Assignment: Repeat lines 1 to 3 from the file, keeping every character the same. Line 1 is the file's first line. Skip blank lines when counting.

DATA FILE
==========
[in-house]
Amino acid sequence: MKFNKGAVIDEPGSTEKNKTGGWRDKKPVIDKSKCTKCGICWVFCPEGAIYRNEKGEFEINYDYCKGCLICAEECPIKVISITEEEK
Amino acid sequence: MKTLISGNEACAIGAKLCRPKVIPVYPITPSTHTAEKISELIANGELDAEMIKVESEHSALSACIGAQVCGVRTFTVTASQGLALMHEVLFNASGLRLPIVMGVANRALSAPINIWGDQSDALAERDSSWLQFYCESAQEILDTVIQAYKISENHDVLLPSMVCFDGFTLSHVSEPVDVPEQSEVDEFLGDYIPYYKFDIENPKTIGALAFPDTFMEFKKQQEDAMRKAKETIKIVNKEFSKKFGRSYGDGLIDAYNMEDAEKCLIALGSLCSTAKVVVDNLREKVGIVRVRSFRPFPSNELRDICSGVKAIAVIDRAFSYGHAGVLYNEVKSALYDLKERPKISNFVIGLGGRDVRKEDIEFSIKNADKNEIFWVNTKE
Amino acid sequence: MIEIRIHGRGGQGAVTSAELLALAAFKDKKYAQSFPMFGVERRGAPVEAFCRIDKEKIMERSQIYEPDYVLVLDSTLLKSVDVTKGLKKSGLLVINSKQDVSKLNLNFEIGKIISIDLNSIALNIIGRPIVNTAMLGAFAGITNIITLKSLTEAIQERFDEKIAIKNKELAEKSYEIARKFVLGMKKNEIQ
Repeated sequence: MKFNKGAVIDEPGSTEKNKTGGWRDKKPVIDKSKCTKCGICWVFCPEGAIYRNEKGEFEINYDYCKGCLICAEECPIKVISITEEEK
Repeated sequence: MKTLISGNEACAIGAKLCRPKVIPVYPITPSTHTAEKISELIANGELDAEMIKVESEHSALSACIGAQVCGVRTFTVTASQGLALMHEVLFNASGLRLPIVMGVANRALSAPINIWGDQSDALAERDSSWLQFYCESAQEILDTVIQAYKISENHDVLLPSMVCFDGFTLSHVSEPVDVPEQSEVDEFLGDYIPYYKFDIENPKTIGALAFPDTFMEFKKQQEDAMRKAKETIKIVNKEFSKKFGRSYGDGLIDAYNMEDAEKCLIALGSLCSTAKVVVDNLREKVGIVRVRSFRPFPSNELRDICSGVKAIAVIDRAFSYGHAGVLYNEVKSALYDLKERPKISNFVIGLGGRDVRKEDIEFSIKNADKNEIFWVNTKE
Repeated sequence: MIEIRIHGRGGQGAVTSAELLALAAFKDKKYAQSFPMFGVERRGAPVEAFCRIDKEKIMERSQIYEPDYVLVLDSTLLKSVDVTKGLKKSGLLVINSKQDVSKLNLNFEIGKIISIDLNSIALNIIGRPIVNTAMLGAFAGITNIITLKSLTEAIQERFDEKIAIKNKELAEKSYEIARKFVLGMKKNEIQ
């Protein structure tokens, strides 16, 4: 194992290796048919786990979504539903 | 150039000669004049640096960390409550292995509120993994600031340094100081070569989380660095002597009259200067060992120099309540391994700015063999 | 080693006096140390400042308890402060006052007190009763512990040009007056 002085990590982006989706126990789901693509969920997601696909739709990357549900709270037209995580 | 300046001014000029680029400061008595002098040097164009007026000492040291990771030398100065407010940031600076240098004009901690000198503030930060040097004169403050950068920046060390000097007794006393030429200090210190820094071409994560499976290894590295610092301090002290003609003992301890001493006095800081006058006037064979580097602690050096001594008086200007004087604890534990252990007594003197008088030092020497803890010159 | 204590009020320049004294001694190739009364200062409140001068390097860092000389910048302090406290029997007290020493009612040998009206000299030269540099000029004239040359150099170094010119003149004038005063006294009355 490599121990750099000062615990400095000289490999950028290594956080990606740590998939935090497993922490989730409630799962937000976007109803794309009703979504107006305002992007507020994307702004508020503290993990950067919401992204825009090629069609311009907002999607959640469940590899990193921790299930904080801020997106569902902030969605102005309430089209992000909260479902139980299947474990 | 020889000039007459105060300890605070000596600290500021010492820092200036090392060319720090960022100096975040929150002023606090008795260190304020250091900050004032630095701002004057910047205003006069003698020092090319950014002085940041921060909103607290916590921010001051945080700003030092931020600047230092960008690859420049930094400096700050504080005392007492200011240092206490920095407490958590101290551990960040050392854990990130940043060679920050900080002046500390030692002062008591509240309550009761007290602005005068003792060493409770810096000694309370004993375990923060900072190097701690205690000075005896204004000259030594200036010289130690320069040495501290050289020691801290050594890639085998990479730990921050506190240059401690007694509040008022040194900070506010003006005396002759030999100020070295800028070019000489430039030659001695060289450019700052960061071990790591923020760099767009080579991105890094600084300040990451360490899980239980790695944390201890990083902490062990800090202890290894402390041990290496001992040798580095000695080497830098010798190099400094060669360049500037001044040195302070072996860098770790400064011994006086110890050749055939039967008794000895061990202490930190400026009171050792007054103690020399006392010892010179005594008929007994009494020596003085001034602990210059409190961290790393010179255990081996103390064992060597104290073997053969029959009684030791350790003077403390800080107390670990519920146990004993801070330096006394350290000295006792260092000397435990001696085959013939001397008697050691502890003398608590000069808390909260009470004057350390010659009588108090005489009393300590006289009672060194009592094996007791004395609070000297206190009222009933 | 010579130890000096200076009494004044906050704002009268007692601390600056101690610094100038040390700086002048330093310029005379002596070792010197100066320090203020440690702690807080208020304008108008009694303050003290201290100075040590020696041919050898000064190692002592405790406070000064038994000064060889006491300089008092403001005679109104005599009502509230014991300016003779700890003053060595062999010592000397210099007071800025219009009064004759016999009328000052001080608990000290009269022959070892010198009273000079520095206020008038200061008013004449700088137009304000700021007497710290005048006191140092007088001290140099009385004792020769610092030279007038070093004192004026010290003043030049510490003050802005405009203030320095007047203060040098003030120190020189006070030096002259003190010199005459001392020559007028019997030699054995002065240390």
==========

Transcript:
[in-house]
Amino acid sequence: MKFNKGAVIDEPGSTEKNKTGGWRDKKPVIDKSKCTKCGICWVFCPEGAIYRNEKGEFEINYDYCKGCLICAEECPIKVISITEEEK
Amino acid sequence: MKTLISGNEACAIGAKLCRPKVIPVYPITPSTHTAEKISELIANGELDAEMIKVESEHSALSACIGAQVCGVRTFTVTASQGLALMHEVLFNASGLRLPIVMGVANRALSAPINIWGDQSDALAERDSSWLQFYCESAQEILDTVIQAYKISENHDVLLPSMVCFDGFTLSHVSEPVDVPEQSEVDEFLGDYIPYYKFDIENPKTIGALAFPDTFMEFKKQQEDAMRKAKETIKIVNKEFSKKFGRSYGDGLIDAYNMEDAEKCLIALGSLCSTAKVVVDNLREKVGIVRVRSFRPFPSNELRDICSGVKAIAVIDRAFSYGHAGVLYNEVKSALYDLKERPKISNFVIGLGGRDVRKEDIEFSIKNADKNEIFWVNTKE